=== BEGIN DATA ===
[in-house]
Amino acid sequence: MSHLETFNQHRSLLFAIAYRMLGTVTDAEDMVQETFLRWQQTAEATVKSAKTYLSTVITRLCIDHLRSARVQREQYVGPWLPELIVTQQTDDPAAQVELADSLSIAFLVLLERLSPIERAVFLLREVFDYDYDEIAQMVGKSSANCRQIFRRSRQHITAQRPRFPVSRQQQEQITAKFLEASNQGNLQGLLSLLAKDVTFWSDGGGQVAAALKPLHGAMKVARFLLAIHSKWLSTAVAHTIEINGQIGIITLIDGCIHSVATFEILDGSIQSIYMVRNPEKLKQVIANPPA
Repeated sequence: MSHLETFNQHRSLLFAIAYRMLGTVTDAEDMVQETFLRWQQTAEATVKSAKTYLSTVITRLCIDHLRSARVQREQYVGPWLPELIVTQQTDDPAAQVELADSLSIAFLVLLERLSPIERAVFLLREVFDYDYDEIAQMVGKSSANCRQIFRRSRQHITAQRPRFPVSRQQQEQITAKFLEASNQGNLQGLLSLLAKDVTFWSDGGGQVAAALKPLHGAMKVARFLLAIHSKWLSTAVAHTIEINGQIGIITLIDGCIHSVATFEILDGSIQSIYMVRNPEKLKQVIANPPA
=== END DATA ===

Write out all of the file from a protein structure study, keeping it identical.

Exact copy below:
[in-house]
Amino acid sequence: MSHLETFNQHRSLLFAIAYRMLGTVTDAEDMVQETFLRWQQTAEATVKSAKTYLSTVITRLCIDHLRSARVQREQYVGPWLPELIVTQQTDDPAAQVELADSLSIAFLVLLERLSPIERAVFLLREVFDYDYDEIAQMVGKSSANCRQIFRRSRQHITAQRPRFPVSRQQQEQITAKFLEASNQGNLQGLLSLLAKDVTFWSDGGGQVAAALKPLHGAMKVARFLLAIHSKWLSTAVAHTIEINGQIGIITLIDGCIHSVATFEILDGSIQSIYMVRNPEKLKQVIANPPA
Repeated sequence: MSHLETFNQHRSLLFAIAYRMLGTVTDAEDMVQETFLRWQQTAEATVKSAKTYLSTVITRLCIDHLRSARVQREQYVGPWLPELIVTQQTDDPAAQVELADSLSIAFLVLLERLSPIERAVFLLREVFDYDYDEIAQMVGKSSANCRQIFRRSRQHITAQRPRFPVSRQQQEQITAKFLEASNQGNLQGLLSLLAKDVTFWSDGGGQVAAALKPLHGAMKVARFLLAIHSKWLSTAVAHTIEINGQIGIITLIDGCIHSVATFEILDGSIQSIYMVRNPEKLKQVIANPPA